Deeply listening to what is within and around us changes us. ~John Fox
I’ve tried to write to the sound of music.
It doesn’t work for me.
I create better in silence.
Although there really isn’t such a thing.
It’s when I’m silent that I hear the sounds of silence.
Silence makes you attentive to the tiniest sound underfoot, helps you hear the pulse of your heart . . . If God were to show up and speak, like he did to Elijah after the wind died down and the silence ensued, you might have a chance to hear God’s voice. Unfortunately, we’re culturally primed to avoid silence. ~L.L. Barkat in God in the Yard, p. 82-83
When I’m silent, I hear things like:
- The pit-pit-pit-pitta-pit-pit-pit of ice melting from the eaves.
- The song of the chicka-dee-dee-dee-dee-dee.
- The distant whoosh of traffic like wind through trees across a mountain peak.
- The rumble of a tractor pulling a load of firewood.
- A nearby CAW-CAW.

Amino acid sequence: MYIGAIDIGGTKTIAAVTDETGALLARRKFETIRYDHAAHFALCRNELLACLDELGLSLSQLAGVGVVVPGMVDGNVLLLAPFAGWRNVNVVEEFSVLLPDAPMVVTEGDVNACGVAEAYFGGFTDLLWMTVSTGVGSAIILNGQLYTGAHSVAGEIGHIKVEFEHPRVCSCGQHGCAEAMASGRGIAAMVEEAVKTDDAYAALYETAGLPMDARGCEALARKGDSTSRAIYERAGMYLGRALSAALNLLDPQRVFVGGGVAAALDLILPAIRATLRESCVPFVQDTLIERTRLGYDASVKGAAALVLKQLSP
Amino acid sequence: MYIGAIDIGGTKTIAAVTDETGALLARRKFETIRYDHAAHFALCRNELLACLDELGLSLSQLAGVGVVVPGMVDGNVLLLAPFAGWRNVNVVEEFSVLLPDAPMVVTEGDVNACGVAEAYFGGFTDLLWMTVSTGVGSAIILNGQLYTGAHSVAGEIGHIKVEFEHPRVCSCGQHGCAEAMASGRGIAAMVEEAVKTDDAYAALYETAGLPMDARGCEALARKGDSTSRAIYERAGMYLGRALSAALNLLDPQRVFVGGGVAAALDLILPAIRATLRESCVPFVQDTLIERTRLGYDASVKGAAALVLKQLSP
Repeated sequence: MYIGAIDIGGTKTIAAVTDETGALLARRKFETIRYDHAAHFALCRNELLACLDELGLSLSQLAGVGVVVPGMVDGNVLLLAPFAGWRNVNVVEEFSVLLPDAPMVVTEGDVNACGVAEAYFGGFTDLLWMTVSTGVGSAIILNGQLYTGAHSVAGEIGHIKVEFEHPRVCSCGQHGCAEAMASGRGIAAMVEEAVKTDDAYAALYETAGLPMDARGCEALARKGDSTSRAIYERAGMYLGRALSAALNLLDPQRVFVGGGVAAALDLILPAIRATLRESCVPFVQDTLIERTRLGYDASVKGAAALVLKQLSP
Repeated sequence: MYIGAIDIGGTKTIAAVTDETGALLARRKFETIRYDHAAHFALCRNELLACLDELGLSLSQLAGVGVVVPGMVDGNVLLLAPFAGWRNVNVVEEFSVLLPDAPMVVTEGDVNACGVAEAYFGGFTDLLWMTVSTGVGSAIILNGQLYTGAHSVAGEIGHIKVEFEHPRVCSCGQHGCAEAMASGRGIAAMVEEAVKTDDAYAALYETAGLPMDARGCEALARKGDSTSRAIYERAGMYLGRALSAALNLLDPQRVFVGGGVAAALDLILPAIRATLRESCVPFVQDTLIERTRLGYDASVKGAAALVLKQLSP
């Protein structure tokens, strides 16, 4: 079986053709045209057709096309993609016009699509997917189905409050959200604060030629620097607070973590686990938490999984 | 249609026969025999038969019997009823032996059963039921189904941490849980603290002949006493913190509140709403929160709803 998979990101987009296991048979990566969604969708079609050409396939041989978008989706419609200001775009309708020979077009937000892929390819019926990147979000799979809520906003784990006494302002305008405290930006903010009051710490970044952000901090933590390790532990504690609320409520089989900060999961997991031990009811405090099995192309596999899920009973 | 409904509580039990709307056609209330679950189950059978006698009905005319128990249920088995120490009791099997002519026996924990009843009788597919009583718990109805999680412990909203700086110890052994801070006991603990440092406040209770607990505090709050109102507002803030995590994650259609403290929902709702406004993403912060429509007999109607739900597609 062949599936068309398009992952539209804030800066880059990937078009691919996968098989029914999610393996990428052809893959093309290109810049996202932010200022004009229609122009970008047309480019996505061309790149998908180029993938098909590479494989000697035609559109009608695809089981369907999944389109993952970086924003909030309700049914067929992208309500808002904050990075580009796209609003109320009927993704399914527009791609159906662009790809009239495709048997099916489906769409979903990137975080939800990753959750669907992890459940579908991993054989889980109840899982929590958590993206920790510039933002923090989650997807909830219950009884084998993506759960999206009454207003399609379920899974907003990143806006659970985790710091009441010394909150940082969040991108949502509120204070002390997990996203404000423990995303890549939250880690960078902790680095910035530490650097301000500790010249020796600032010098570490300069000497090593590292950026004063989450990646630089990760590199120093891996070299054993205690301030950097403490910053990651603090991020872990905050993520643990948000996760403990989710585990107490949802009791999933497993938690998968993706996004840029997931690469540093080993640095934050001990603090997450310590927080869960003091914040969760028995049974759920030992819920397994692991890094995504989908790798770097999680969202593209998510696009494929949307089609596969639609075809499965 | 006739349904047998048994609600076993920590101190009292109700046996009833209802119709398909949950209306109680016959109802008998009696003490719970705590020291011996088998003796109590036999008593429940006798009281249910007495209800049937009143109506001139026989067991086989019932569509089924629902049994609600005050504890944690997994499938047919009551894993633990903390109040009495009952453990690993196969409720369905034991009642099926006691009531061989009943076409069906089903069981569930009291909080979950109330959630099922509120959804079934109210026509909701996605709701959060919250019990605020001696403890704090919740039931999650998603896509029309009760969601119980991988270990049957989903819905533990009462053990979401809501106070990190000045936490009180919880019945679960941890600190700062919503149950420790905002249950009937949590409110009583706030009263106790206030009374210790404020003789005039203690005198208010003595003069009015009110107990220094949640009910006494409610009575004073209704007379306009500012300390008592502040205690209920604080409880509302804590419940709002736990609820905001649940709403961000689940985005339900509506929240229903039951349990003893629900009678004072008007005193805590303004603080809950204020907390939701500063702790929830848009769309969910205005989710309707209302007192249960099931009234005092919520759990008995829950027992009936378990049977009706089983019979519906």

- The creak-creak of the vinyl-covered porch ceiling.
- The slurp of steaming tea.
- A rooster’s crow.
- The flutter of birds’ wings as they come and go from the feeders.
- The hum of the fridge and the whir of the wood stove fan.
And I’m attuned to my heart thumps, the scent of hyacinth and wood smoke, the way the light dances on snow peppered with sunflower seed hulls.
You can tell when a poet has been a good listener, because the poem is more likely to capture the essence of a thing, more likely to reproduce its voice and the heart of its rhythms . . . ~L.L. Barkat in God in the Yard, p. 84.
Playing with poetry helps me practice writing tight.
But I have to be still with heart tuned.
What David pulled from the depths of his soul on silent nights, are poetic truths so raw, ebullient, furious, and sorrowful, that we can taste the truth of his experience. ~L.L. Barkat in God in the Yard, p. 86
Listen to the sounds of morning silence using all five senses, L.L. suggests. Then write down what you hear and put it together into a simple poem. Don’t worry about form or meaning.
So I gave it a try with what I listed above.
Breakfast is Served
flutter, flop, chirp, nod
melodies in surround sound
with steam of tea
the gang’s all here
breakfast is served
on a sunflower
Do you create better in silence or noise?
If you write mostly prose, have you tried writing poetry?
God murmurs in the silence of unexpected places. Poetry can be one of those places. ~L.L. Barkat